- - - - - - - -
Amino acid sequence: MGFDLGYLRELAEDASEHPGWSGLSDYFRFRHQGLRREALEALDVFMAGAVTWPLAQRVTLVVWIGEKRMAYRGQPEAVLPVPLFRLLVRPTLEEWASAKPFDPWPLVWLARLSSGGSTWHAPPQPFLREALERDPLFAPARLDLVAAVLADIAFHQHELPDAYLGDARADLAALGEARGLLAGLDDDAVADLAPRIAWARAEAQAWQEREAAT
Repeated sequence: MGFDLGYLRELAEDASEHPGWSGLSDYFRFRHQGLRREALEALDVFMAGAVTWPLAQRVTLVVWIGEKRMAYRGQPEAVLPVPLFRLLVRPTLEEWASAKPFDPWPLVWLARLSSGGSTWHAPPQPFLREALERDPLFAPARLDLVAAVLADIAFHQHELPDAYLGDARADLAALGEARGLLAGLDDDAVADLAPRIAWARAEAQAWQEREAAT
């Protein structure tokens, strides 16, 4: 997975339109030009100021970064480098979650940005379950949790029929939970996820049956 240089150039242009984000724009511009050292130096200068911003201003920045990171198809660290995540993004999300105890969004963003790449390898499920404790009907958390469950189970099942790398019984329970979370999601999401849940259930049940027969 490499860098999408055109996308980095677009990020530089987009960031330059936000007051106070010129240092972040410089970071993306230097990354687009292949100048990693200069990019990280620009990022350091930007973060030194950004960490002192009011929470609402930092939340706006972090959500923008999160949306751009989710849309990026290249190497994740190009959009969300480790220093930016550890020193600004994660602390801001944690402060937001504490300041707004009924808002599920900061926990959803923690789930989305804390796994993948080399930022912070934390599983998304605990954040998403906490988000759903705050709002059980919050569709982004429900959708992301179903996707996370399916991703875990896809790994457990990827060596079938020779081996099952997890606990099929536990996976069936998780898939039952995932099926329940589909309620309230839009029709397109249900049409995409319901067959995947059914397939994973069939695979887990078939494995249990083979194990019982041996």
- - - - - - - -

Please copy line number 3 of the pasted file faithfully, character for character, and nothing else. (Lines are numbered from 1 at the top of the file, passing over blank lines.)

């Protein structure tokens, strides 16, 4: 997975339109030009100021970064480098979650940005379950949790029929939970996820049956 240089150039242009984000724009511009050292130096200068911003201003920045990171198809660290995540993004999300105890969004963003790449390898499920404790009907958390469950189970099942790398019984329970979370999601999401849940259930049940027969 490499860098999408055109996308980095677009990020530089987009960031330059936000007051106070010129240092972040410089970071993306230097990354687009292949100048990693200069990019990280620009990022350091930007973060030194950004960490002192009011929470609402930092939340706006972090959500923008999160949306751009989710849309990026290249190497994740190009959009969300480790220093930016550890020193600004994660602390801001944690402060937001504490300041707004009924808002599920900061926990959803923690789930989305804390796994993948080399930022912070934390599983998304605990954040998403906490988000759903705050709002059980919050569709982004429900959708992301179903996707996370399916991703875990896809790994457990990827060596079938020779081996099952997890606990099929536990996976069936998780898939039952995932099926329940589909309620309230839009029709397109249900049409995409319901067959995947059914397939994973069939695979887990078939494995249990083979194990019982041996």